nin=<count> The number of input tables for this task. For each of the input tables N there will be associated parameters ifmtN, inN and icmdN. ifmtN=<in-format> Specifies the format of input table #N as specified by parameter inN. The known formats are listed in SUN/256. This flag can be used if you know what format your table is in. If it has the special value (auto) (the default), then an attempt will be made to detect the format of the table automatically. This cannot always be done correctly however, in which case the program will exit with an error explaining which formats were attempted. inN=<tableN> The location of input table #N. This may take one of the following forms: * A filename. * A URL. * The special value "-", meaning standard input. In this case the input format must be given explicitly using the ifmtN parameter. Note that not all formats can be streamed in this way. * A system command line with either a "<" character at the start, or a "|" character at the end ("<syscmd" or "syscmd|"). This executes the given pipeline and reads from its standard output. This will probably only work on unix-like systems. In any case, compressed data in one of the supported compression formats (gzip, Unix compress or bzip2) will be decompressed transparently. icmdN=<cmds> Specifies processing to be performed on input table #N as specified by parameter inN, before any other processing has taken place. The value of this parameter is one or more of the filter commands described in SUN/256. If more than one is given, they must be separated by semicolon characters (";"). This parameter can be repeated multiple times on the same command line to build up a list of processing steps. The sequence of commands given in this way defines the processing pipeline which is performed on the table. Commands may alteratively be supplied in an external file, by using the indirection character '@'. Thus a value of "@filename" causes the file filename to be read for a list of filter commands to execute. The commands in the file may be separated by newline characters and/or semicolons, and lines which are blank or which start with a '#' character are ignored. ocmd=<cmds> Specifies processing to be performed on the output table, after all other processing has taken place. The value of this parameter is one or more of the filter commands described in SUN/256. If more than one is given, they must be separated by semicolon characters (";"). This parameter can be repeated multiple times on the same command line to build up a list of processing steps. The sequence of commands given in this way defines the processing pipeline which is performed on the table. Commands may alteratively be supplied in an external file, by using the indirection character '@'. Thus a value of "@filename" causes the file filename to be read for a list of filter commands to execute. The commands in the file may be separated by newline characters and/or semicolons, and lines which are blank or which start with a '#' character are ignored. omode=out|meta|stats|count|cgi|discard|topcat|samp|tosql|gui The mode in which the result table will be output. The default mode is out, which means that the result will be written as a new table to disk or elsewhere, as determined by the out and ofmt parameters. However, there are other possibilities, which correspond to uses to which a table can be put other than outputting it, such as displaying metadata, calculating statistics, or populating a table in an SQL database. For some values of this parameter, additional parameters (<mode-args>) are required to determine the exact behaviour. Possible values are * out * meta * stats * count * cgi * discard * topcat * samp * tosql * gui Use the help=omode flag or see SUN/256 for more information. out=<out-table> The location of the output table. This is usually a filename to write to. If it is equal to the special value "-" (the default) the output table will be written to standard output. This parameter must only be given if omode has its default value of "out". ofmt=<out-format> Specifies the format in which the output table will be written (one of the ones in SUN/256 - matching is case-insensitive and you can use just the first few letters). If it has the special value "(auto)" (the default), then the output filename will be examined to try to guess what sort of file is required usually by looking at the extension. If it's not obvious from the filename what output format is intended, an error will result. This parameter must only be given if omode has its default value of "out". multimode=pairs|group Defines what is meant by a multi-table match. There are two possibilities: * pairs: Each output row corresponds to a single row of the reference table (see parameter iref) and contains entries from other tables which are pair matches to that. If a reference table row matches multiple rows from one of the other tables, only the best one is included. * group: Each output row corresponds to a group of entries from the input tables which are mutually linked by pair matches between them. This means that although you can get from any entry to any other entry via one or more pair matches, there is no guarantee that any entry is a pair match with any other entry. No table has privileged status in this case. If there are multiple entries from a given table in the match group, an arbitrary one is chosen for inclusion (there is no unique way to select the best). See SUN/256 for more discussion. In the case of well-separated objects these modes will give the same results. For crowded fields however it will make a difference which is chosen. Note that which rows actually appear in the output is also influenced by the joinN parameter. iref=<table-index> If multimode=pairs this parameter gives the index of the table in the input table list which is to serve as the reference table (the one which must be matched by other tables). Ignored in other modes. Row ordering in the output table is usually tidiest if the default setting of 1 is used (i.e. if the first input table is used as the reference table). matcher=<matcher-name> Defines the nature of the matching that will be performed. Depending on the name supplied, this may be positional matching using celestial or Cartesian coordinates, exact matching on the value of a string column, or other things. A list and explanation of the available matching algorithms is given in SUN/256. The value supplied for this parameter determines the meanings of the values required by the params, values* and tuning parameter(s). params=<match-params> Determines the parameters of this match. This is typically one or more tolerances such as error radii. It may contain zero or more values; the values that are required depend on the match type selected by the matcher parameter. If it contains multiple values, they must be separated by spaces; values which contain a space can be 'quoted' or "quoted". tuning=<tuning-params> Tuning values for the matching process, if appropriate. It may contain zero or more values; the values that are permitted depend on the match type selected by the matcher parameter. If it contains multiple values, they must be separated by spaces; values which contain a space can be 'quoted' or "quoted". If this optional parameter is not supplied, sensible defaults will be chosen. valuesN=<expr-list> Defines the values from table N which are used to determine whether a match has occurred. These will typically be coordinate values such as RA and Dec and perhaps some per-row error values as well, though exactly what values are required is determined by the kind of match as determined by matcher. Depending on the kind of match, the number and type of the values required will be different. Multiple values should be separated by whitespace; if whitespace occurs within a single value it must be 'quoted' or "quoted". Elements of the expression list are commonly just column names, but may be algebraic expressions calculated from zero or more columns as explained in SUN/256. joinN=default|match|nomatch|always Determines which rows from input table N are included in the output table. The matching algorithm determines which of the rows in each of the input tables correspond to which rows in the other input tables, and this parameter determines what to do with that information. The default behaviour is that a row will appear in the output table if it represents a match of rows from two or more of the input tables. This can be altered on a per-input-table basis however by choosing one of the non-default options below: * match: Rows are included only if they contain an entry from input table N. * nomatch: Rows are included only if they do not contain an entry from input table N. * always: Rows are included if they contain an entry from input table N (overrides any match and nomatch settings of other tables). * default: Input table N has no special effect on whether rows are included. fixcols=none|dups|all Determines how input columns are renamed before use in the output table. The choices are: * none: columns are not renamed * dups: columns which would otherwise have duplicate names in the output will be renamed to indicate which table they came from * all: all columns will be renamed to indicate which table they came from If columns are renamed, the new ones are determined by suffix* parameters. suffixN=<label> If the fixcols parameter is set so that input columns are renamed for insertion into the output table, this parameter determines how the renaming is done. It gives a suffix which is appended to all renamed columns from table N. progress=none|log|profile Determines whether information on progress of the match should be output to the standard error stream as it progresses. For lengthy matches this is a useful reassurance and can give guidance about how much longer it will take. It can also be useful as a performance diagnostic. The options are: * none: no progress is shown * log: progress information is shown * profile: progress information and limited time/memory profiling information are shown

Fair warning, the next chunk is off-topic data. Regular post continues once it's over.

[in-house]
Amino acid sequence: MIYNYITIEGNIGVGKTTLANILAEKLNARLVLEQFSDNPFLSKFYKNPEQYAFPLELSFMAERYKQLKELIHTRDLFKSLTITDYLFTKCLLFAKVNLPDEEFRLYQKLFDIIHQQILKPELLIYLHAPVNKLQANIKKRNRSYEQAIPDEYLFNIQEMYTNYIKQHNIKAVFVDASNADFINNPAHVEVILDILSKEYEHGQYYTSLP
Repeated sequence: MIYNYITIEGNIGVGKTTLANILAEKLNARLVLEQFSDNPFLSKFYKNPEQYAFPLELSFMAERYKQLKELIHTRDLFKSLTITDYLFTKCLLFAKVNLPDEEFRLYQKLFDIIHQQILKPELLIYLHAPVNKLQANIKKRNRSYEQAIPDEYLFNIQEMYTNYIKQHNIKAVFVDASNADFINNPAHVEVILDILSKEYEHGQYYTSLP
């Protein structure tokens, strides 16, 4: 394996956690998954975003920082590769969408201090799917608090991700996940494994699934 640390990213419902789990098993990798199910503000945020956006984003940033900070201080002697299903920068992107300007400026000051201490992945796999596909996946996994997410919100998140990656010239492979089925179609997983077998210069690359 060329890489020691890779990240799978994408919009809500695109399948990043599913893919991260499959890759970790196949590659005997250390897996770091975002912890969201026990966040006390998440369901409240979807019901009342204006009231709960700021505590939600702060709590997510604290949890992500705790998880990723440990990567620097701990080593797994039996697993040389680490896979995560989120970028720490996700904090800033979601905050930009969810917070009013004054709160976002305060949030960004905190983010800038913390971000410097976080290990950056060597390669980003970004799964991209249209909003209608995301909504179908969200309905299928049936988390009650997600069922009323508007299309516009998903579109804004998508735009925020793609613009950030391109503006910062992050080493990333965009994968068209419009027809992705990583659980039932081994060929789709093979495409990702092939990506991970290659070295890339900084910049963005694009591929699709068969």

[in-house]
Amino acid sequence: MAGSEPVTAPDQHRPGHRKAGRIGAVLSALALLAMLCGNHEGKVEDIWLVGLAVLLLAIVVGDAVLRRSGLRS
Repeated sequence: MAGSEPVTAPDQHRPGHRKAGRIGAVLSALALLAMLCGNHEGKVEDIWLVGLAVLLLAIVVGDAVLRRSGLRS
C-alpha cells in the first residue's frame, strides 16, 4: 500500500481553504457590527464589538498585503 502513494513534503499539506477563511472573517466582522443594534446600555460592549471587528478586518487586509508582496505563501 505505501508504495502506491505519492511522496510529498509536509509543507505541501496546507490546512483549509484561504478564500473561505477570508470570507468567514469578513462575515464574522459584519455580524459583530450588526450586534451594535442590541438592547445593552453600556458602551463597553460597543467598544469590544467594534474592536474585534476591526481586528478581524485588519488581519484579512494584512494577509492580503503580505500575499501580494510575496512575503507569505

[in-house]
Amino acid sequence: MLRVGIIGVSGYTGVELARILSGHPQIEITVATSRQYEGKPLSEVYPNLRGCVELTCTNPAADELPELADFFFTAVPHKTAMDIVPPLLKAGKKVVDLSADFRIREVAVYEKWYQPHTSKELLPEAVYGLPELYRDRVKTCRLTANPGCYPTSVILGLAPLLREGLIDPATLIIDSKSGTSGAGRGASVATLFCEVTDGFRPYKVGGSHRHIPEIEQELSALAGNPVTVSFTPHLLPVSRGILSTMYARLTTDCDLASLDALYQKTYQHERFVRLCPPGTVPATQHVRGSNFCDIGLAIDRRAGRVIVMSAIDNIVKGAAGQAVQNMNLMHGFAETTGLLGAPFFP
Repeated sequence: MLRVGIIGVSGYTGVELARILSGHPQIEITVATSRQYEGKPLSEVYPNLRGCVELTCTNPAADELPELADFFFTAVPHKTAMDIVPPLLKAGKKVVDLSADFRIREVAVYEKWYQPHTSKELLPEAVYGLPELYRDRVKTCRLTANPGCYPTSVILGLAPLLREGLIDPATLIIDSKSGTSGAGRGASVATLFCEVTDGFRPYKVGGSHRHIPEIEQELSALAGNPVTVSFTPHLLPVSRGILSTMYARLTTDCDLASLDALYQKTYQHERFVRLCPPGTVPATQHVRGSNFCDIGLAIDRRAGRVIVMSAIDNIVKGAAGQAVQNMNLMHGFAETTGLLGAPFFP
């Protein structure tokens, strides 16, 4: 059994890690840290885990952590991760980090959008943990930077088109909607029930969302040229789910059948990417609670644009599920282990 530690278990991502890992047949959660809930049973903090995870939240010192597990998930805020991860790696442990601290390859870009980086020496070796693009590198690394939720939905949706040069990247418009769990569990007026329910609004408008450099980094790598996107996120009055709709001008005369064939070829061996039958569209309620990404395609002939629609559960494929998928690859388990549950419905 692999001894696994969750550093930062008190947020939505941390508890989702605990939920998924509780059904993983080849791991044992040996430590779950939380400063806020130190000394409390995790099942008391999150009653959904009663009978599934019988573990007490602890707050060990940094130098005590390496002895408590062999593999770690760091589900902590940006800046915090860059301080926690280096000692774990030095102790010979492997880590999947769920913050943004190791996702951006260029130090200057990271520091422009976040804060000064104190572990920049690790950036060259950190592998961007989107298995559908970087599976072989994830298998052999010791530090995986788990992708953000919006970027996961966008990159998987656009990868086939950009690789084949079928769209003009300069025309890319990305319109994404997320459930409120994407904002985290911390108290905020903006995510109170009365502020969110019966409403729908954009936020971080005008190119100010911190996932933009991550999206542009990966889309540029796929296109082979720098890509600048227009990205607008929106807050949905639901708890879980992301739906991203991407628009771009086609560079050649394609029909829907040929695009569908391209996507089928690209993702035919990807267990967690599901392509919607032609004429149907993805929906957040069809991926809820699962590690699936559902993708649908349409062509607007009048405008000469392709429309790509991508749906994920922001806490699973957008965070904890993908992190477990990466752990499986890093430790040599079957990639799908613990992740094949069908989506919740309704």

stilts(1) If the package stilts-doc is installed, the full documentation SUN/256 is available in HTML format: file:///usr/share/doc/stilts-doc/sun256/index.html
STILTS version 3.1-5-debian This is the Debian version of Stilts, which lack the support of some file formats and network protocols. For differences see file:///usr/share/doc/stilts/README.Debian
Mark Taylor (Bristol University) Mar 2017 STILTS-TMATCHN(1)